My Mother would spray Lysol® in our home all the time while I was growing up. It’s purpose is to clean, disinfect and remove odors. I remember getting a headache if I walked into the “cloud” as she sprayed. I also remember the perfume my Mother wore, Chanel #5 and later Liz Claiborne. I know that if a stranger walked by wearing either fragrance today, I would stop and thoughts of my Mother would bring a smile to my face (and then I would probably sneeze!). When I think of Christmas time, I immediately have aromatic thoughts of the scent of cookies baking, applesauce on the stove top simmering with cinnamon and the smell of the freshly cut pine tree in our living room. Whether I smell the fragrance or think of a setting, scent is a very important aspect of my memories and feelings regarding my surroundings. When I am designing spaces for my clients, I like to think that I am helping to create beautiful visual spaces for them to live in along with touching upon their other senses for a full experience.
As I have shared in past blog postings, I have learned that I have chemical sensitivities to certain products out-gassing within my living and working environments. I have also realized that “perfumes” and certain fragranced products give me headaches as well. Once I discovered essential oils about 6 years ago as an alternative to perfumes, I was able to wear scents again and I also learned how to incorporate these essential oils into my environments through aromatherapy.
Aromatherapy may have origins in antiquity with the use of infused aromatic oils, made by macerating dried plant material in fatty oil, heating and then filtering. Aromatherapy is a form of alternative medicine that uses volatile plant materials, known as essential oils, and other aromatic compounds for the purpose of altering a person’s mood, cognitive function or health. Distilled essential oils have been employed as medicines since the invention of steam distillation in the eleventh century. The effectiveness of aromatherapy is yet to be scientifically proven, however some evidence exists that essential oils may have therapeutic potential.
The modes of application of aromatherapy include:
- Aerial diffusion: for environmental fragrancing or aerial disinfection
- Direct inhalation: for respiratory disinfection, decongestion, expectoration as well as psychological effects
- Topical applications: for general massage, baths, compresses, therapeutic skin care
An essential oil diffuser enables you to diffuse essential oils throughout your home or office. Diffusing is a simple and effective way to use essential oils. I use an air pump diffuser model for diffusing oils in my home and office. With a diffuser, oils are dispersed in a micro-fine vapor, allowing them to remain suspended in the air for extended periods of time. The diffuser disperses the oils without heating them so they retain their natural benefits. You can leave the diffuser on for a few minutes or for several hours. When inhaled, the oils are easily absorbed through the lungs. Depending on the oil used, diffusing can cleanse the air of odor, calm one’s mood and possibly help in one’s health regimen.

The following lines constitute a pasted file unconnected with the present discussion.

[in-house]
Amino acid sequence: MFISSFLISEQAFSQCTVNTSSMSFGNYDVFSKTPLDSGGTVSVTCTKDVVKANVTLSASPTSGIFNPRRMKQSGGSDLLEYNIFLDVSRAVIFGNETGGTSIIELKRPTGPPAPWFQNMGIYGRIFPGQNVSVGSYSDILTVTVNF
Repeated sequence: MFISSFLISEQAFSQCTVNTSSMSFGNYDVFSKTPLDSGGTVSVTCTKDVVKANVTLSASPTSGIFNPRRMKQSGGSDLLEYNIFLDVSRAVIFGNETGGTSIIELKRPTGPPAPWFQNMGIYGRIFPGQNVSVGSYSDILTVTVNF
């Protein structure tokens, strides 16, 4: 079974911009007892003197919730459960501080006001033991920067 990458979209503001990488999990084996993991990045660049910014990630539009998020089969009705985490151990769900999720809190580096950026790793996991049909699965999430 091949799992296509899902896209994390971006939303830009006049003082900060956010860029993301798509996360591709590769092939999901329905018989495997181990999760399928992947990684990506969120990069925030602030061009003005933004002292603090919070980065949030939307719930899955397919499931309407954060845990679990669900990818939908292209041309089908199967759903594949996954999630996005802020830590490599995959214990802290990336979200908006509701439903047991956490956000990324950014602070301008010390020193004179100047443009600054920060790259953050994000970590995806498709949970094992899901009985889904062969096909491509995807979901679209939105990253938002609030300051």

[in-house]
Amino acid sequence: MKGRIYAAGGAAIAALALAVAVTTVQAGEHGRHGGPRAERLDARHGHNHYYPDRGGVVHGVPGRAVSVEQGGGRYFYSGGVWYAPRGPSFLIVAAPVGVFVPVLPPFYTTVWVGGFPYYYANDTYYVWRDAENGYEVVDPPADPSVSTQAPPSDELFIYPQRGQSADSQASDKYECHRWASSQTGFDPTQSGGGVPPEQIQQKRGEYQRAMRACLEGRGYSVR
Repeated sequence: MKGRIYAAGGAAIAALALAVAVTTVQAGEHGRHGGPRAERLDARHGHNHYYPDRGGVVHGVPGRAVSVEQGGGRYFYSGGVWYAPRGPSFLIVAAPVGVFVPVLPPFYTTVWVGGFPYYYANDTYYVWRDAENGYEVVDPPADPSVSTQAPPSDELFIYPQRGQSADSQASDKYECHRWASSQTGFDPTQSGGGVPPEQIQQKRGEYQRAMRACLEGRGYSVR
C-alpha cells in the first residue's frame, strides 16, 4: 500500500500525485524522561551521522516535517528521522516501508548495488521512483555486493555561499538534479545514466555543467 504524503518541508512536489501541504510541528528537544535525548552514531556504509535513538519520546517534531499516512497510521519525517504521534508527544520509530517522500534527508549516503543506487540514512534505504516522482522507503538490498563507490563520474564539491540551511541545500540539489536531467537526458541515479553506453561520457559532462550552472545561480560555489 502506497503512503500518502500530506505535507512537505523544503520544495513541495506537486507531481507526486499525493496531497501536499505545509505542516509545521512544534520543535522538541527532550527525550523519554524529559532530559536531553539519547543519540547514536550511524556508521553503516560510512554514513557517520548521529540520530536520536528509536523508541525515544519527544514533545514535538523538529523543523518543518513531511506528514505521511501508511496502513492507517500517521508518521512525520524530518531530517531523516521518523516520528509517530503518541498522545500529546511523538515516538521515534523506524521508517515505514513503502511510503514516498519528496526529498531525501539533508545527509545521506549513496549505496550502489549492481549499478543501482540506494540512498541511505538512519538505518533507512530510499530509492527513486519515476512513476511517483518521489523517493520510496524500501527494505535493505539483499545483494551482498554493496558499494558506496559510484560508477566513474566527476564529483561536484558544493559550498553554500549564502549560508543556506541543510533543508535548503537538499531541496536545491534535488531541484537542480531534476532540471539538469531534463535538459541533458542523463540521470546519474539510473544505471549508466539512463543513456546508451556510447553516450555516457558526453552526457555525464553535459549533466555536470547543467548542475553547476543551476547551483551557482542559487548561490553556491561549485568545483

Essential oils that are inhaled into the lungs offer both psychological and physical benefits. Not only does the aroma of the natural essential oil stimulate the brain to trigger a reaction, but when inhaled into the lungs, naturally occurring chemicals may supply therapeutic benefits. Diffusing eucalyptus essential oil to help ease congestion is a great example.
Essential oils are natural and contain the true aromatic essence and other naturally beneficial properties of the plant the essential oil was distilled from. Essential oils are not the same as fragrance oils, perfume oils or potpourri oils. Essential oils contain only the distilled essence of a plant, perfume and fragrance oils are artificially created fragrances, containing artificial substances or are diluted with carrier oils and do not offer the benefits that essential oils offer. Look for products that contain pure essential oils on their ingredient list and avoid those that have words like fragrance. Some sellers of good-quality aromatherapy blends do not list their ingredients because they are worried that others may copy their creation. Good suppliers should be happy to provide you with a list of the ingredients. They understand that some individuals must avoid particular oils due to health problems.
General Household Freshening – Add a few drops of essential oil to your trash can, laundry wash, drain, vacuum bag filter, or on a tissue for placement in your drawers.
Bug Repellent – Many essential oils including citronella, lavender, and peppermint act as a natural repellent against insects.
When thinking about the interior air quality of our environments, I believe that using products that employ natural essences compared to artificially created fragrances are a must. If you are interested in learning more about aromatherapy, purchasing an oil diffuser, or other questions related to interior design, please contact me at email@example.com or call me at 978-335-1140.
Here are a few of my favorite companies for essential oils and their other offerings: